Recently, Hurricanes Irma and Harvey slammed into the coasts of the Caribbean and southern parts of the United States. These destructive tropical storms caused billions of dollars worth of damage combined and displaced millions of families. JP Morgan recently estimated that the insurance industry could lose $10 to 20 billion from Hurricane Harvey alone.    

Storms of this nature are frequent in continents around the world including South Asia, the western Pacific Ocean, and the western Coast of Australia. According to a report published by the University of California at Berkeley, a powerful cyclone that might come along once every ten years can reduce income per capita by 7.4 percent two decades later. Furthermore, this is akin to rewinding an economy 3.7 years. Holistically, these researchers have estimated that tropical storm strikes have slowed the annual growth rate of GDP by about 1.3 percent.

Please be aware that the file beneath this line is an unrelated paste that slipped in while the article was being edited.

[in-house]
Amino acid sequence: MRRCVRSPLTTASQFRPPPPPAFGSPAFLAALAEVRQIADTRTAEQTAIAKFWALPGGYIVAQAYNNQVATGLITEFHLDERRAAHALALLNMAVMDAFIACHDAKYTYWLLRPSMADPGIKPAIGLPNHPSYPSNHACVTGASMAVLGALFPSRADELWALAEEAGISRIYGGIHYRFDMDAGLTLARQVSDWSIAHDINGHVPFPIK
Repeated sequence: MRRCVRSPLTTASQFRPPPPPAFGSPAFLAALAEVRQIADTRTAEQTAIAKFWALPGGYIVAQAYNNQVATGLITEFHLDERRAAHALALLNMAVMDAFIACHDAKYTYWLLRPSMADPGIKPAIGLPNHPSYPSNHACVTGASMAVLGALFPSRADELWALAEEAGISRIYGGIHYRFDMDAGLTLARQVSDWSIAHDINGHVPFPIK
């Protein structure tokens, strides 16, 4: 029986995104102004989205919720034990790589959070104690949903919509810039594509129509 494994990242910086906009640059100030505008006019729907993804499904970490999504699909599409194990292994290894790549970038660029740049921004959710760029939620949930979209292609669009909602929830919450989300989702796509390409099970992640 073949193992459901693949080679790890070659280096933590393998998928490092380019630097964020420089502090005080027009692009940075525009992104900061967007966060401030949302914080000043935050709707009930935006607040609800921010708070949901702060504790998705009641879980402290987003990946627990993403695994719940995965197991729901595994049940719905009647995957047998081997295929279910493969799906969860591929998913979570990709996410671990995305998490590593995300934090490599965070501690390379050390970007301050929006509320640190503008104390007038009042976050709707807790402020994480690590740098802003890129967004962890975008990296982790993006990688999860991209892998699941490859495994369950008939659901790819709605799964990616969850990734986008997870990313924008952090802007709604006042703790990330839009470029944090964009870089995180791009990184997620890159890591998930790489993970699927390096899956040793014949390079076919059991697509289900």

To put this information in perspective, a weaker economy such as Bangladesh in south Asia is forced to grow rapidly in order to stay aligned with the rest of the world. Bangladesh was hit with Cyclone Mora on May 30th, 2017. Although this was only a category 1 storm (the lowest in tropical storm ranking) it still left $5 billion in damages behind. There were also 44 deaths in the region and over 20,000 homes damaged in Bangladesh.

South Asia is a region that is consistently under the threat of a potential tropical storm, and they are forced to prepare for them on a yearly basis. Tropical storms in this region have negative effects on economic growth and may be a contributor to why economic and political improvement is slow. Bangladesh, Myanmar, and Thailand each had a 2016 GDP of (USD in millions) 221,415, 67,430, and 406,830 respectively.

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